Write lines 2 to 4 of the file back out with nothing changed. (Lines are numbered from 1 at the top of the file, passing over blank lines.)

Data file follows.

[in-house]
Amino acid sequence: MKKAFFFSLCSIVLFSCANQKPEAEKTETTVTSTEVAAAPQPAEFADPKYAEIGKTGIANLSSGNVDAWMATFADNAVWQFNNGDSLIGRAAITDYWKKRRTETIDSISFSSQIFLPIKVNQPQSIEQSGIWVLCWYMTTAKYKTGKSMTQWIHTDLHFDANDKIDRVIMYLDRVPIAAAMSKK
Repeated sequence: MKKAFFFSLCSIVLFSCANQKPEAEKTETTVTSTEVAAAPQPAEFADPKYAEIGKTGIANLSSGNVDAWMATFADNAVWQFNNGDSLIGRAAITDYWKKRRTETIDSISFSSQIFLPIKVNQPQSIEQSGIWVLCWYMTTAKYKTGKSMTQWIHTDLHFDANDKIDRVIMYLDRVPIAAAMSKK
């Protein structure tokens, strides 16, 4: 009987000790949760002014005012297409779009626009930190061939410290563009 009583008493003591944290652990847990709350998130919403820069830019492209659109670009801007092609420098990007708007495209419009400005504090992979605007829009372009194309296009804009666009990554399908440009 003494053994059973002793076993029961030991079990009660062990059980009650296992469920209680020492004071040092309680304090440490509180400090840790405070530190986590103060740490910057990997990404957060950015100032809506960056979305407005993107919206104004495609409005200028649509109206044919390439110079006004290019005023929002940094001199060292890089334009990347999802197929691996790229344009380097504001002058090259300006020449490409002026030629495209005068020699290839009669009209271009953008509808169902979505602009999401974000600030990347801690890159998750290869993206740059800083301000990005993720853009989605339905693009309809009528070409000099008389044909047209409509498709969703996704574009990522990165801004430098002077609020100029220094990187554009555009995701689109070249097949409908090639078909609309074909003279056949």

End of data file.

Amino acid sequence: MKKAFFFSLCSIVLFSCANQKPEAEKTETTVTSTEVAAAPQPAEFADPKYAEIGKTGIANLSSGNVDAWMATFADNAVWQFNNGDSLIGRAAITDYWKKRRTETIDSISFSSQIFLPIKVNQPQSIEQSGIWVLCWYMTTAKYKTGKSMTQWIHTDLHFDANDKIDRVIMYLDRVPIAAAMSKK
Repeated sequence: MKKAFFFSLCSIVLFSCANQKPEAEKTETTVTSTEVAAAPQPAEFADPKYAEIGKTGIANLSSGNVDAWMATFADNAVWQFNNGDSLIGRAAITDYWKKRRTETIDSISFSSQIFLPIKVNQPQSIEQSGIWVLCWYMTTAKYKTGKSMTQWIHTDLHFDANDKIDRVIMYLDRVPIAAAMSKK
């Protein structure tokens, strides 16, 4: 009987000790949760002014005012297409779009626009930190061939410290563009 009583008493003591944290652990847990709350998130919403820069830019492209659109670009801007092609420098990007708007495209419009400005504090992979605007829009372009194309296009804009666009990554399908440009 003494053994059973002793076993029961030991079990009660062990059980009650296992469920209680020492004071040092309680304090440490509180400090840790405070530190986590103060740490910057990997990404957060950015100032809506960056979305407005993107919206104004495609409005200028649509109206044919390439110079006004290019005023929002940094001199060292890089334009990347999802197929691996790229344009380097504001002058090259300006020449490409002026030629495209005068020699290839009669009209271009953008509808169902979505602009999401974000600030990347801690890159998750290869993206740059800083301000990005993720853009989605339905693009309809009528070409000099008389044909047209409509498709969703996704574009990522990165801004430098002077609020100029220094990187554009555009995701689109070249097949409908090639078909609309074909003279056949």